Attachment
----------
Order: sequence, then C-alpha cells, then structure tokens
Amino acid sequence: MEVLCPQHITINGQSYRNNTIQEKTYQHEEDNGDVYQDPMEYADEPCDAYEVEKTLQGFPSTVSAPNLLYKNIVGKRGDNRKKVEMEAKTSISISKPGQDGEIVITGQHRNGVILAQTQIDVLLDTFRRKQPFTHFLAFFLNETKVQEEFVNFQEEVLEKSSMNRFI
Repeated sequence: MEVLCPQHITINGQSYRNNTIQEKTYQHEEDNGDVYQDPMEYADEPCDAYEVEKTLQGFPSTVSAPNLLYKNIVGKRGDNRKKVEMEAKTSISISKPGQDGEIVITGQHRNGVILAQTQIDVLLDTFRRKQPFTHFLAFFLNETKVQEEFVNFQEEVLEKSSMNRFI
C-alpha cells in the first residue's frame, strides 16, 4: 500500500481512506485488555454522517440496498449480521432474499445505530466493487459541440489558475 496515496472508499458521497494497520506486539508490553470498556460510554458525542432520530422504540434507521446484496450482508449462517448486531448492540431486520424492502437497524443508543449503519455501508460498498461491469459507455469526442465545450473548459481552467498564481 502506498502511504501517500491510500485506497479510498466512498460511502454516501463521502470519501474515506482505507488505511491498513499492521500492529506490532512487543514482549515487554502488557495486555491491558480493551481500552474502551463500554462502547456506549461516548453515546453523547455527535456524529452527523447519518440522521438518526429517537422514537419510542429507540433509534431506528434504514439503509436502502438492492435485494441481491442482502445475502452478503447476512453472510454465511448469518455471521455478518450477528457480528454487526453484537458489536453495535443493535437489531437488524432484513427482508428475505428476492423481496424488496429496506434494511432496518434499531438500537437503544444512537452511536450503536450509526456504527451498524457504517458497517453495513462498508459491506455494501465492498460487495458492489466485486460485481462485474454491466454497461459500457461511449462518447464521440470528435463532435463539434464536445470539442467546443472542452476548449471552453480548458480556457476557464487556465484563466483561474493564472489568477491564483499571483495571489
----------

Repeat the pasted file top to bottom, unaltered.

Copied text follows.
Order: sequence, then C-alpha cells, then structure tokens
Amino acid sequence: MEVLCPQHITINGQSYRNNTIQEKTYQHEEDNGDVYQDPMEYADEPCDAYEVEKTLQGFPSTVSAPNLLYKNIVGKRGDNRKKVEMEAKTSISISKPGQDGEIVITGQHRNGVILAQTQIDVLLDTFRRKQPFTHFLAFFLNETKVQEEFVNFQEEVLEKSSMNRFI
Repeated sequence: MEVLCPQHITINGQSYRNNTIQEKTYQHEEDNGDVYQDPMEYADEPCDAYEVEKTLQGFPSTVSAPNLLYKNIVGKRGDNRKKVEMEAKTSISISKPGQDGEIVITGQHRNGVILAQTQIDVLLDTFRRKQPFTHFLAFFLNETKVQEEFVNFQEEVLEKSSMNRFI
C-alpha cells in the first residue's frame, strides 16, 4: 500500500481512506485488555454522517440496498449480521432474499445505530466493487459541440489558475 496515496472508499458521497494497520506486539508490553470498556460510554458525542432520530422504540434507521446484496450482508449462517448486531448492540431486520424492502437497524443508543449503519455501508460498498461491469459507455469526442465545450473548459481552467498564481 502506498502511504501517500491510500485506497479510498466512498460511502454516501463521502470519501474515506482505507488505511491498513499492521500492529506490532512487543514482549515487554502488557495486555491491558480493551481500552474502551463500554462502547456506549461516548453515546453523547455527535456524529452527523447519518440522521438518526429517537422514537419510542429507540433509534431506528434504514439503509436502502438492492435485494441481491442482502445475502452478503447476512453472510454465511448469518455471521455478518450477528457480528454487526453484537458489536453495535443493535437489531437488524432484513427482508428475505428476492423481496424488496429496506434494511432496518434499531438500537437503544444512537452511536450503536450509526456504527451498524457504517458497517453495513462498508459491506455494501465492498460487495458492489466485486460485481462485474454491466454497461459500457461511449462518447464521440470528435463532435463539434464536445470539442467546443472542452476548449471552453480548458480556457476557464487556465484563466483561474493564472489568477491564483499571483495571489